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ARRL's "First Couple" Spotlighted in Article Highlighting SKYWARN’s Role


A January 9 article in Virginia’s Roanoke Times newspaper features the participation of ARRL President Kay Craigie, N3KN, and her husband Carter, N3AO, in the SKYWARN weather-spotting program. The Craigies, who live in the Southwest Virginia town of Blacksburg — home to Virginia Tech — have a home weather station and, when severe weather threatens, are able to supplement local National Weather Service (NWS) office meteorologists with “ground-level” weather observations.

The article, by Robby Korth of the newspaper’s New River Valley Bureau, points out that the Craigies are among some 2000 SKYWARN members — many of them radio amateurs — who work with the NWS to, as the article says, “verify and give information to issue warnings and also to stress the danger of weather events to the 40 counties covered by the Blacksburg office of the National Weather Service.”

The article cites meteorologist Phil Hysell, who points out that weather spotters can provide local observations that indicate what’s happening below the radar and in “areas where other tools cannot see.” Hysell said that reports of shingles flying off rooftops or ice-covered tree branches snapping are more likely to get the public to react to severe weather.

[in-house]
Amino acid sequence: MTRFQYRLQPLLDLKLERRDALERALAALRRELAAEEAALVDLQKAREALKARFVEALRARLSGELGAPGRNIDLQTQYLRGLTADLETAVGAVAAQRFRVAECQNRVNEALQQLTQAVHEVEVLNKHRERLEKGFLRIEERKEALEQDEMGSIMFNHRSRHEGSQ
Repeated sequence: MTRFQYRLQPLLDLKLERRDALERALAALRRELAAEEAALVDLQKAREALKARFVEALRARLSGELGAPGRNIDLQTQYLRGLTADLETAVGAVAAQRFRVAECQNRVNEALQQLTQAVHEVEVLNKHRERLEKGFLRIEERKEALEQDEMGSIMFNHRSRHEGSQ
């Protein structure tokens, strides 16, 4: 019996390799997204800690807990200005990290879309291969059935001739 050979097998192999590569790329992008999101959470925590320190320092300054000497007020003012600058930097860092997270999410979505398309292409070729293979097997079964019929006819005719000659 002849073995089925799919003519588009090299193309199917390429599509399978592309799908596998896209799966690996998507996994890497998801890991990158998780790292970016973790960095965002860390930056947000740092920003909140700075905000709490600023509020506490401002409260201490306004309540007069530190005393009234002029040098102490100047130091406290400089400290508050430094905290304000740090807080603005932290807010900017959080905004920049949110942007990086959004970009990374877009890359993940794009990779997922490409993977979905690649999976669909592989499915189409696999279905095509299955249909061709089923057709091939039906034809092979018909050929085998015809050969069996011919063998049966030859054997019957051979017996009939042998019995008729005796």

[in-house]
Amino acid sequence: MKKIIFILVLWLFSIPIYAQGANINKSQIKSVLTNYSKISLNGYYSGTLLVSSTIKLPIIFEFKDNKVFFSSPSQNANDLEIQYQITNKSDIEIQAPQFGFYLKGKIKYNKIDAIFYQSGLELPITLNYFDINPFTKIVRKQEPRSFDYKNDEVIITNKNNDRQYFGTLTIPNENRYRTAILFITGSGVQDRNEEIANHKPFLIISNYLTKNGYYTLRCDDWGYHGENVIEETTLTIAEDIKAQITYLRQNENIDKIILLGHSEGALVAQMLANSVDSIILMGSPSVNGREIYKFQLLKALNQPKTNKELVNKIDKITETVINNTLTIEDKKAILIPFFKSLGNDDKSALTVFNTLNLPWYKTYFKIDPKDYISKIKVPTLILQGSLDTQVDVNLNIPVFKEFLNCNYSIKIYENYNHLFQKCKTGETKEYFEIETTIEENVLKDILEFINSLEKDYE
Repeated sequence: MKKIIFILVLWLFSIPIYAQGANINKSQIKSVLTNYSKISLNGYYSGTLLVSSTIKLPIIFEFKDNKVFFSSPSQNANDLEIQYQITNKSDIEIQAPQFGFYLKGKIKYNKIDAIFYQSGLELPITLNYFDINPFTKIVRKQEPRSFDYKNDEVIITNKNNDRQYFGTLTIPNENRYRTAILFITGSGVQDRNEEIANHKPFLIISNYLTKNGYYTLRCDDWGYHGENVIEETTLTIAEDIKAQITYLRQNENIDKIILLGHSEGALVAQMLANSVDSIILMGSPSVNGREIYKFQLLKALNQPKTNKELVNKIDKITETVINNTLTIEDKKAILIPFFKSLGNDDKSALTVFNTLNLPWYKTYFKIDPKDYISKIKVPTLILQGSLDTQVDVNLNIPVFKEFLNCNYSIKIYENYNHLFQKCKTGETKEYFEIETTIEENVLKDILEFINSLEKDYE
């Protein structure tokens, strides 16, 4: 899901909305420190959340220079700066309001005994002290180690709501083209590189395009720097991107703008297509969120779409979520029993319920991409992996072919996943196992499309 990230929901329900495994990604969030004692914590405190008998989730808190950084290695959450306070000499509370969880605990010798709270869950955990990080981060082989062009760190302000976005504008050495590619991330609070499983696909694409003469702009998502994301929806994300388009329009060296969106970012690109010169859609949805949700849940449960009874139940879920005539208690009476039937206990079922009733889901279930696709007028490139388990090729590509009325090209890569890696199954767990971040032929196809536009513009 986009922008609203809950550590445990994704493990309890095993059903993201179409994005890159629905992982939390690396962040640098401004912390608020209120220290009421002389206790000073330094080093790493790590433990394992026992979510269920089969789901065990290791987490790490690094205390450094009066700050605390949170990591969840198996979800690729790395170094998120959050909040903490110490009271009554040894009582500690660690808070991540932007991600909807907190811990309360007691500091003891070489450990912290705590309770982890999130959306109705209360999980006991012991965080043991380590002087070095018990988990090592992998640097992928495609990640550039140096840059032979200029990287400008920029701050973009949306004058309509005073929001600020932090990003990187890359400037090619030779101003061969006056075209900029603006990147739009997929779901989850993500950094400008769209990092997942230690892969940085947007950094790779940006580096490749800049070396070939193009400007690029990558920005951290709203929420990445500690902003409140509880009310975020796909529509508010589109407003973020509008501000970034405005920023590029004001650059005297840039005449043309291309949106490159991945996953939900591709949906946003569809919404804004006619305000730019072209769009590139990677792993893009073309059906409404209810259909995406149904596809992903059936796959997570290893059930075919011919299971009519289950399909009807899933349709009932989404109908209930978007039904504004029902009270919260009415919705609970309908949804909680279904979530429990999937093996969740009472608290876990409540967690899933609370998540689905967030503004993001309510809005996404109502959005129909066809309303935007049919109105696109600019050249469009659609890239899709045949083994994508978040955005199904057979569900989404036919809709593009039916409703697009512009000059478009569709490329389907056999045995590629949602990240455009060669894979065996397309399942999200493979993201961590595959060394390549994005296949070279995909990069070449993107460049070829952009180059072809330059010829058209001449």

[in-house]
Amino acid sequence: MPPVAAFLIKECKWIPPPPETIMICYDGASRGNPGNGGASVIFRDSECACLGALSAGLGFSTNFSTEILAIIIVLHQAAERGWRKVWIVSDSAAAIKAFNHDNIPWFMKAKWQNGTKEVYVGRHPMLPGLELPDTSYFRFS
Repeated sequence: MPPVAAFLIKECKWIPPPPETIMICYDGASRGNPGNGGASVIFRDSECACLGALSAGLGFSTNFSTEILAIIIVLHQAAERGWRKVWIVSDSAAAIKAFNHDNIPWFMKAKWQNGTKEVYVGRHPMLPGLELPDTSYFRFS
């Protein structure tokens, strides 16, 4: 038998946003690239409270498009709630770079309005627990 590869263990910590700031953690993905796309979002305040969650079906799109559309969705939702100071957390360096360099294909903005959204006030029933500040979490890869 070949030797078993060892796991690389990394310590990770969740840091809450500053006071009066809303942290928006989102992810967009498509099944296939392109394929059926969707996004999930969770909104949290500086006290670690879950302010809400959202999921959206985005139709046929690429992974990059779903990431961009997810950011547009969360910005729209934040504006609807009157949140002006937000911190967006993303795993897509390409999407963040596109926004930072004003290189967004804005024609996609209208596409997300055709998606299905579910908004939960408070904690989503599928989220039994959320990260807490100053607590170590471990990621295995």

As the report explains, “Carter Craigie said the forecasters need to know about temperature, winds speeds and precipitation levels. When there’s snow, Kay Craigie will go to three spots around the couple’s home on Brush Mountain to average out snowfall and turn in an accurate amount. If there’s ice, the Craigies will measure the ice surrounding a frozen twig and give a measurement to meteorologists. If Carter Craigie is operating his radio from home, he’ll then give his information to forecasters. He’ll also give any information he’s gathered from other Amateur Radio operators and turn it over to the National Weather Service. For the Craigies, assisting with SKYWARN is simply to help others.”

Kay Craigie said, “It’s just one of the ways you can give back to society by just playing with a radio.” The article noted the ongoing need for weather spotters and tells how to become a SKYWARN spotter, pointing to an online course and test individuals can take to become official weather spotters. A list of SKYWARN training classes in Virginia accompanies the article.




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